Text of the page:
SPSA to sell WTE plant, rejects offers

Published 8:58 am Wednesday, November 18, 2009

CHESAPEAKE—The Southeastern Public Service Authority Board of Directors on Tuesday voted to reject proposals to purchase all its assets and instead to sell only it Portsmouth waste-to-energy plant to Wheelabrator Technologies, Inc.

Wheelabrator, along with ReEnergy Holdings, LLC, had submitted proposals to purchase the authority’s assets for about $240 million.

The motion passed on a vote of 7-0, with one abstention. Board member Tim Oksman, Portsmouth city attorney, abstained from the vote, because he thought the public should be given more notice and opportunity to comment on the move.

“This needs to be done in a way that gives adequate notice to the public,” Oksman said. He added that passing the motion, which was not on the published agenda, would give ammunition to people who say, “SPSA operates in secret and makes arbitrary decisions.”

Other board members, however, said they felt the all-asset proposals had been properly vetted and that negotiations on the sale of the waste-to-energy facility had been going on for nearly two years.

“I think I’ve got my mind made up,” said Barry Cheatham, the representative from Franklin. He added the ReEnergy offer provides “no real cost savings” over SPSA continuing to 2018.

The Wheelabrator all-asset offer would have been conducted in two stages. The first would provide $150 million in cash for the purchase of the waste-to-energy plant. The second stage would have provided $90 million in cash for the purchase of the rest of SPSA’s assets, including the landfill, transfer stations and trash trucks.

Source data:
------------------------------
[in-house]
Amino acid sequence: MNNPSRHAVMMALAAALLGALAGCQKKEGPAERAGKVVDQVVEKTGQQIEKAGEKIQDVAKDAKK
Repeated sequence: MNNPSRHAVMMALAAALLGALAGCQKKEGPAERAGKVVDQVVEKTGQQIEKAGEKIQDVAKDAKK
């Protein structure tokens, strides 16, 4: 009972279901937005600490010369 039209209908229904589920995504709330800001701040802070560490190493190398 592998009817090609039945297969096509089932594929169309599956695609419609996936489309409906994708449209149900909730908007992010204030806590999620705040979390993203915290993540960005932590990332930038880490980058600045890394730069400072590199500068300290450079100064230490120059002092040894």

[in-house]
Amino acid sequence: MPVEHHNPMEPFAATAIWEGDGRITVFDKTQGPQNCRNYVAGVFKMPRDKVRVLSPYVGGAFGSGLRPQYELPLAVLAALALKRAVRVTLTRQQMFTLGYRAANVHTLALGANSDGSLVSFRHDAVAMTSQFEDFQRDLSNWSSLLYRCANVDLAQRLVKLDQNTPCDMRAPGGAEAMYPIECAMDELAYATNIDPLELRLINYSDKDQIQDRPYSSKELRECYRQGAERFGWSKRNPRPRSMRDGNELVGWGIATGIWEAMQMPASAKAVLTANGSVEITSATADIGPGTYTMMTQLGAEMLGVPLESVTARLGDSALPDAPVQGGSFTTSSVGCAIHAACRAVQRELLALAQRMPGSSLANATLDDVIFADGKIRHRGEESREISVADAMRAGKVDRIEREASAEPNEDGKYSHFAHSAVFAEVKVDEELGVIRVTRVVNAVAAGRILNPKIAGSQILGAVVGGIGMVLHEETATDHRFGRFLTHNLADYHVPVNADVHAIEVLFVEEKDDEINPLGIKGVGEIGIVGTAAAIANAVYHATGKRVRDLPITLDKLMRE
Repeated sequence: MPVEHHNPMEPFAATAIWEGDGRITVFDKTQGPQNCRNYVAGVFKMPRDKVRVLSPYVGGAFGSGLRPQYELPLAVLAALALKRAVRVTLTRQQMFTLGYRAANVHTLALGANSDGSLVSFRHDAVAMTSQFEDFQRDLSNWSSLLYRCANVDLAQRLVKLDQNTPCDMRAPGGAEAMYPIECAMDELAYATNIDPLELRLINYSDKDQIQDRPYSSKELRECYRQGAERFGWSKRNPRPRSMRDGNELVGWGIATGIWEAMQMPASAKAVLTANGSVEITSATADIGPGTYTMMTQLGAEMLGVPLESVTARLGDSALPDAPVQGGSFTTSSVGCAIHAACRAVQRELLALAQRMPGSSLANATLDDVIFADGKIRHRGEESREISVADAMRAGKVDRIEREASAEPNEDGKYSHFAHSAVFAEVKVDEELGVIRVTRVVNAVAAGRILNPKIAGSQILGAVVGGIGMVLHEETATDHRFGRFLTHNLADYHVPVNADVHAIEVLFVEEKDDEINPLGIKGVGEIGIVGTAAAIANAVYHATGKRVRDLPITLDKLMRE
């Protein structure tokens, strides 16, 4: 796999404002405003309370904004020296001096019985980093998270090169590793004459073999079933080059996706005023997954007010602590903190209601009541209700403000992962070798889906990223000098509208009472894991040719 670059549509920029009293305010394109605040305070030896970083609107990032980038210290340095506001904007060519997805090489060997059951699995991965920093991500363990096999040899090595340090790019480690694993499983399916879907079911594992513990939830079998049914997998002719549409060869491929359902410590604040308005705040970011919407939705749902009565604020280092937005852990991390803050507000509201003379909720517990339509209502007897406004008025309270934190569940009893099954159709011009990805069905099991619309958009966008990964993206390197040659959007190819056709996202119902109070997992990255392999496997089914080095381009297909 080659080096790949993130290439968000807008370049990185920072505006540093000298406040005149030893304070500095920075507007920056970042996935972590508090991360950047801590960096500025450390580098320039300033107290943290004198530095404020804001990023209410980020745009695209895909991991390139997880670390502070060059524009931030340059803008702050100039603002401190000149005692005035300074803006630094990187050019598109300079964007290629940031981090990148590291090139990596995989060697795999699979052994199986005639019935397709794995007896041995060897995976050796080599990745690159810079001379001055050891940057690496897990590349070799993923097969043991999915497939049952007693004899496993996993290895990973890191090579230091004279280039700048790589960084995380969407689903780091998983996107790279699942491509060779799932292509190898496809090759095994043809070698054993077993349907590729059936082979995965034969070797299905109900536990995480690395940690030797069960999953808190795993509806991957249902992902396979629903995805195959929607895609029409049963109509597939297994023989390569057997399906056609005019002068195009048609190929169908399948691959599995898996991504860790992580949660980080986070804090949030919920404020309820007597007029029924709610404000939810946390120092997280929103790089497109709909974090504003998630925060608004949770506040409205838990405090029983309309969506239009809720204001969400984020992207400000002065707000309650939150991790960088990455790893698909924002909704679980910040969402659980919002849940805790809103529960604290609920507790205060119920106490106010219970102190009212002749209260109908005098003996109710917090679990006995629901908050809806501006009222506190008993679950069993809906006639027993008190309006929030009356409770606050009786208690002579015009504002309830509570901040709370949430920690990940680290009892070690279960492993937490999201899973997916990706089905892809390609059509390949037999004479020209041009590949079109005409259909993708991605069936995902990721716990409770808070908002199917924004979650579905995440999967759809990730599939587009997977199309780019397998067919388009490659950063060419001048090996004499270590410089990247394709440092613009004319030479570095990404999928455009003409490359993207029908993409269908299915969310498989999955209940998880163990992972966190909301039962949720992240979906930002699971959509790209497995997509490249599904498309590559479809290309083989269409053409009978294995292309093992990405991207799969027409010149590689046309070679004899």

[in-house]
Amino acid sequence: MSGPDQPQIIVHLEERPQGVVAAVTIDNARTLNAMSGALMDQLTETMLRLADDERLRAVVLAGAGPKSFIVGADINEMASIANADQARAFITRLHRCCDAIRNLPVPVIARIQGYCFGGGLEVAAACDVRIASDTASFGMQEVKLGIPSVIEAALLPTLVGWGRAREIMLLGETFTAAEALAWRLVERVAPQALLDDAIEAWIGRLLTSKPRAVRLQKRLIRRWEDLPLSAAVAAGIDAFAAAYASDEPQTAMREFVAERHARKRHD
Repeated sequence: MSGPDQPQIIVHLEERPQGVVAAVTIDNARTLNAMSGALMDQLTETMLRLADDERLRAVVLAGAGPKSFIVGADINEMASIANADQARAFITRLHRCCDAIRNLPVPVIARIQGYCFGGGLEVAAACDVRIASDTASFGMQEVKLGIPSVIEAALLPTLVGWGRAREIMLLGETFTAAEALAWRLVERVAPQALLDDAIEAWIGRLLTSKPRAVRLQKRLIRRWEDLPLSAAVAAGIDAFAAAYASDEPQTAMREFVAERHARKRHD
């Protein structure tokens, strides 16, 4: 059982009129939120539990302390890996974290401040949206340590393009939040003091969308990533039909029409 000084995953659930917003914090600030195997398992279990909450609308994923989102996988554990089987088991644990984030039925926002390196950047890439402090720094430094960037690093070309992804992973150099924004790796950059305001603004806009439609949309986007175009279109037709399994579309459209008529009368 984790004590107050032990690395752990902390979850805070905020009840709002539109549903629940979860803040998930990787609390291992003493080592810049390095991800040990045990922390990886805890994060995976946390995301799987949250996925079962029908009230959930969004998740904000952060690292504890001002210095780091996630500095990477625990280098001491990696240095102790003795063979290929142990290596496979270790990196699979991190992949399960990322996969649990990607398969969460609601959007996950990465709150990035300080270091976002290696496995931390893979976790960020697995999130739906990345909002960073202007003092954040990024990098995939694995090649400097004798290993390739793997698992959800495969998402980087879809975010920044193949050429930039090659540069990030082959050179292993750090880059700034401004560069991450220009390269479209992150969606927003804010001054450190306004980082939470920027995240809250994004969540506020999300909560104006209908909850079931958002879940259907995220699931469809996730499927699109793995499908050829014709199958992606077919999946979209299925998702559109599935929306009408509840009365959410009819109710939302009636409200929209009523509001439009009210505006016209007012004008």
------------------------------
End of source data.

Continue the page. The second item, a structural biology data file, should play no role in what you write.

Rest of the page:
The ReEnergy offer would have paid $240 million to purchase SPSA, which would have retired all SPSA’s debt. Suffolk would have had to pay tipping fees under ReEnergy’s plan, but would receive $3 per ton of trash delivered to the landfill plus 30 percent of the proceeds from the sale of landfill gas.

Several member communities indicated they would vote against a sale to ReEnergy.

“Our recommendation from a business perspective is that you reject both the proposals to purchase all your assets and continue working toward the waste-to-energy sale,” said Edward Donahue of Municipal and Financial Services Group, an independent consultant hired by SPSA to review the proposals.

Donahue added that SPSA could explore the sale of other assets after the waste-to-energy facility was sold, which would be impossible with an all-asset sale.

Suffolk City Councilman Jeffrey Gardy, like most SPSA board members, said he trusted the consultants.

“They all say, go with the short-term $150 million,” Gardy said, referring to the purchase price for the waste-to-energy plant.

The sale of the waste-to-energy plant is expected to close in early 2010.